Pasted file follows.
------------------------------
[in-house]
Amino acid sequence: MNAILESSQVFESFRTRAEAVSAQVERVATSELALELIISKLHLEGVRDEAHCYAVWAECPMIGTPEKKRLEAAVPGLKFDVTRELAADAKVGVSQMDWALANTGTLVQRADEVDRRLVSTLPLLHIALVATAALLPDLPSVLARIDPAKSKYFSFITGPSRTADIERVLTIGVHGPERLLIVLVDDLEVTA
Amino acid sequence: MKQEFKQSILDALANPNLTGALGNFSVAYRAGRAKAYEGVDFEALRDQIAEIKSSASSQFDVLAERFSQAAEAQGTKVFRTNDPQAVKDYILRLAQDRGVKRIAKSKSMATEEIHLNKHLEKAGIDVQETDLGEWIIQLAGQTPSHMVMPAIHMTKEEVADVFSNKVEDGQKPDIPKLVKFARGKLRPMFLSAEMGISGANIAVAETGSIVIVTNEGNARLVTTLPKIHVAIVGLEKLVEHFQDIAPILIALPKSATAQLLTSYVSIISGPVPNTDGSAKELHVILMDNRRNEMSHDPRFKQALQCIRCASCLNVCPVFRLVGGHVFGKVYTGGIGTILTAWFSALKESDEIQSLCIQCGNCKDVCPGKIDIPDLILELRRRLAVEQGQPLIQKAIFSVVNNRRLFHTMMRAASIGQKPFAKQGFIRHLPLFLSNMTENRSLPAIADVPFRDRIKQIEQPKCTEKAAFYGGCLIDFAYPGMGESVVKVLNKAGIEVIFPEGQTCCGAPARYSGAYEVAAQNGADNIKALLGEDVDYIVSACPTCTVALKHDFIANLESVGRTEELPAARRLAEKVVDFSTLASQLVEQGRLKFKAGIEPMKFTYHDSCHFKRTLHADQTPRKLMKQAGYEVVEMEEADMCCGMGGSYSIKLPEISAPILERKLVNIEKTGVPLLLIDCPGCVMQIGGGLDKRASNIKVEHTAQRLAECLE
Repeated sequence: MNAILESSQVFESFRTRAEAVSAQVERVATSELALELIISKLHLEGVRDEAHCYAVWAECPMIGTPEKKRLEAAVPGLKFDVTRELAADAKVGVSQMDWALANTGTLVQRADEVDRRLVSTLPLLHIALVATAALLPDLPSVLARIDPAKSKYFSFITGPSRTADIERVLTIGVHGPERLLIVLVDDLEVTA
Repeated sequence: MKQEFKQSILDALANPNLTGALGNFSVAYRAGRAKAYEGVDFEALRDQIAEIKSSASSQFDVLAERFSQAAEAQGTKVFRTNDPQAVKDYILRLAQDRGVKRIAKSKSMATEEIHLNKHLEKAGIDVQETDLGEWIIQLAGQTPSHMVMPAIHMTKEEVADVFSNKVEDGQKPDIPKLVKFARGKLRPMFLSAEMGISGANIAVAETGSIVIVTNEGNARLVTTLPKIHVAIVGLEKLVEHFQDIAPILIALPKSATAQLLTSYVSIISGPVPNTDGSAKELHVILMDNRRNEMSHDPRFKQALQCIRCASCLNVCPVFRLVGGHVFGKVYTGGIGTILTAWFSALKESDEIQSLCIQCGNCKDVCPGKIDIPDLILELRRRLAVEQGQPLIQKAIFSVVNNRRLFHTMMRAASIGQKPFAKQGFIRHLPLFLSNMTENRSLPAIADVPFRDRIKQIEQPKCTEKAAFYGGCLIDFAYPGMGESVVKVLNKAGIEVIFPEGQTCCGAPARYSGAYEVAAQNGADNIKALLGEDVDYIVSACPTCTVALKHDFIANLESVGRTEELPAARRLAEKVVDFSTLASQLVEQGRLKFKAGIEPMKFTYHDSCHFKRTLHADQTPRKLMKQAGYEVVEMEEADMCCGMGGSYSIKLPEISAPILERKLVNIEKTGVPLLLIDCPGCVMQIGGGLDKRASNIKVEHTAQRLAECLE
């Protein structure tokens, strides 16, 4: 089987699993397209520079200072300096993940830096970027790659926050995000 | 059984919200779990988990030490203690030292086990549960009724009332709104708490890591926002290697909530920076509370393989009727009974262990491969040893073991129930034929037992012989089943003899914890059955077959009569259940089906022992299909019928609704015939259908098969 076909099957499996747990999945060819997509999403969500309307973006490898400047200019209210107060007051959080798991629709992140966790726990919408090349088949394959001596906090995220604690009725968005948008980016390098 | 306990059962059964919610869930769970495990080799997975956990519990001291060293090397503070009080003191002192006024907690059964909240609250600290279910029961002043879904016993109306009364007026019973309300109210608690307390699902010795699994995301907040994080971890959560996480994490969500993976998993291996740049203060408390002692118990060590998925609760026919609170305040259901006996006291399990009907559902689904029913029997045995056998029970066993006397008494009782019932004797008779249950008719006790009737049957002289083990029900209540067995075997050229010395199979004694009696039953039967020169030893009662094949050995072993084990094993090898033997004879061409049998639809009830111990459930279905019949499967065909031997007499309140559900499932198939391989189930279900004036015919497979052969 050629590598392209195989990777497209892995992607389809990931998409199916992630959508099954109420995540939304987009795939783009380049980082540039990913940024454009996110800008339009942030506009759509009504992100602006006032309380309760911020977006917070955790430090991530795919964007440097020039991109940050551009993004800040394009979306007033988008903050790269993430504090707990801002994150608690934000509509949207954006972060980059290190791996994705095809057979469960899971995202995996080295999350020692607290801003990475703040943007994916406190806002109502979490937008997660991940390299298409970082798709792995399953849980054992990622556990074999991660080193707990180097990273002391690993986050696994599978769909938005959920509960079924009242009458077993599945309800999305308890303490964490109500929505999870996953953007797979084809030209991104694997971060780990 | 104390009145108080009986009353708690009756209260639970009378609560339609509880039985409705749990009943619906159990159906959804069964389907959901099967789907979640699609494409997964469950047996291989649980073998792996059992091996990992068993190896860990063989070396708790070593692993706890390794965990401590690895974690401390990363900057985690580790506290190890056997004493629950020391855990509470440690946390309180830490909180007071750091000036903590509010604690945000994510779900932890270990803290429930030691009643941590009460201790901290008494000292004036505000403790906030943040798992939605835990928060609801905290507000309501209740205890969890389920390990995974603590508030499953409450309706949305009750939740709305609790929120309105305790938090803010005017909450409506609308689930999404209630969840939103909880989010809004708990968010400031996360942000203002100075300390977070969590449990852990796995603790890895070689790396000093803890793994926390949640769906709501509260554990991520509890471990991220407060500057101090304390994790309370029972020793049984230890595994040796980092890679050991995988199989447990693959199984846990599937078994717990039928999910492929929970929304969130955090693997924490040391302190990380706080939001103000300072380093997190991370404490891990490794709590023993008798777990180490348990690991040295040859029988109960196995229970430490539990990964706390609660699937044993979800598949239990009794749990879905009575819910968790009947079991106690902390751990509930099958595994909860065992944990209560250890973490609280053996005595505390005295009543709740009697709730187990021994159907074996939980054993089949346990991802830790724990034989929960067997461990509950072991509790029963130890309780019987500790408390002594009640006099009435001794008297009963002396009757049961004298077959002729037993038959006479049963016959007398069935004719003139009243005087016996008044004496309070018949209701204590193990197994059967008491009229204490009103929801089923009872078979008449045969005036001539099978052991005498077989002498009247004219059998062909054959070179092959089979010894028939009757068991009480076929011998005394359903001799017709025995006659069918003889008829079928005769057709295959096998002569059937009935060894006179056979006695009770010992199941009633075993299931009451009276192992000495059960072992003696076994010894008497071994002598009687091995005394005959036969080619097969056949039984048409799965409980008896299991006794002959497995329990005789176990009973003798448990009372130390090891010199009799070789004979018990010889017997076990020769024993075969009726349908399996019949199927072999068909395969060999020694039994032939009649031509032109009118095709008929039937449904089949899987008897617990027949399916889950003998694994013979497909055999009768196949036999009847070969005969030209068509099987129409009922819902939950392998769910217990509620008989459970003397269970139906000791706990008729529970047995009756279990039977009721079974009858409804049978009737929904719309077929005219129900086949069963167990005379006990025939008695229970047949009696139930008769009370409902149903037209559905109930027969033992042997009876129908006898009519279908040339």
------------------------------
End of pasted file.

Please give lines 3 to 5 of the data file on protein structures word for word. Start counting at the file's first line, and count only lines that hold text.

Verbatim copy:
Amino acid sequence: MKQEFKQSILDALANPNLTGALGNFSVAYRAGRAKAYEGVDFEALRDQIAEIKSSASSQFDVLAERFSQAAEAQGTKVFRTNDPQAVKDYILRLAQDRGVKRIAKSKSMATEEIHLNKHLEKAGIDVQETDLGEWIIQLAGQTPSHMVMPAIHMTKEEVADVFSNKVEDGQKPDIPKLVKFARGKLRPMFLSAEMGISGANIAVAETGSIVIVTNEGNARLVTTLPKIHVAIVGLEKLVEHFQDIAPILIALPKSATAQLLTSYVSIISGPVPNTDGSAKELHVILMDNRRNEMSHDPRFKQALQCIRCASCLNVCPVFRLVGGHVFGKVYTGGIGTILTAWFSALKESDEIQSLCIQCGNCKDVCPGKIDIPDLILELRRRLAVEQGQPLIQKAIFSVVNNRRLFHTMMRAASIGQKPFAKQGFIRHLPLFLSNMTENRSLPAIADVPFRDRIKQIEQPKCTEKAAFYGGCLIDFAYPGMGESVVKVLNKAGIEVIFPEGQTCCGAPARYSGAYEVAAQNGADNIKALLGEDVDYIVSACPTCTVALKHDFIANLESVGRTEELPAARRLAEKVVDFSTLASQLVEQGRLKFKAGIEPMKFTYHDSCHFKRTLHADQTPRKLMKQAGYEVVEMEEADMCCGMGGSYSIKLPEISAPILERKLVNIEKTGVPLLLIDCPGCVMQIGGGLDKRASNIKVEHTAQRLAECLE
Repeated sequence: MNAILESSQVFESFRTRAEAVSAQVERVATSELALELIISKLHLEGVRDEAHCYAVWAECPMIGTPEKKRLEAAVPGLKFDVTRELAADAKVGVSQMDWALANTGTLVQRADEVDRRLVSTLPLLHIALVATAALLPDLPSVLARIDPAKSKYFSFITGPSRTADIERVLTIGVHGPERLLIVLVDDLEVTA
Repeated sequence: MKQEFKQSILDALANPNLTGALGNFSVAYRAGRAKAYEGVDFEALRDQIAEIKSSASSQFDVLAERFSQAAEAQGTKVFRTNDPQAVKDYILRLAQDRGVKRIAKSKSMATEEIHLNKHLEKAGIDVQETDLGEWIIQLAGQTPSHMVMPAIHMTKEEVADVFSNKVEDGQKPDIPKLVKFARGKLRPMFLSAEMGISGANIAVAETGSIVIVTNEGNARLVTTLPKIHVAIVGLEKLVEHFQDIAPILIALPKSATAQLLTSYVSIISGPVPNTDGSAKELHVILMDNRRNEMSHDPRFKQALQCIRCASCLNVCPVFRLVGGHVFGKVYTGGIGTILTAWFSALKESDEIQSLCIQCGNCKDVCPGKIDIPDLILELRRRLAVEQGQPLIQKAIFSVVNNRRLFHTMMRAASIGQKPFAKQGFIRHLPLFLSNMTENRSLPAIADVPFRDRIKQIEQPKCTEKAAFYGGCLIDFAYPGMGESVVKVLNKAGIEVIFPEGQTCCGAPARYSGAYEVAAQNGADNIKALLGEDVDYIVSACPTCTVALKHDFIANLESVGRTEELPAARRLAEKVVDFSTLASQLVEQGRLKFKAGIEPMKFTYHDSCHFKRTLHADQTPRKLMKQAGYEVVEMEEADMCCGMGGSYSIKLPEISAPILERKLVNIEKTGVPLLLIDCPGCVMQIGGGLDKRASNIKVEHTAQRLAECLE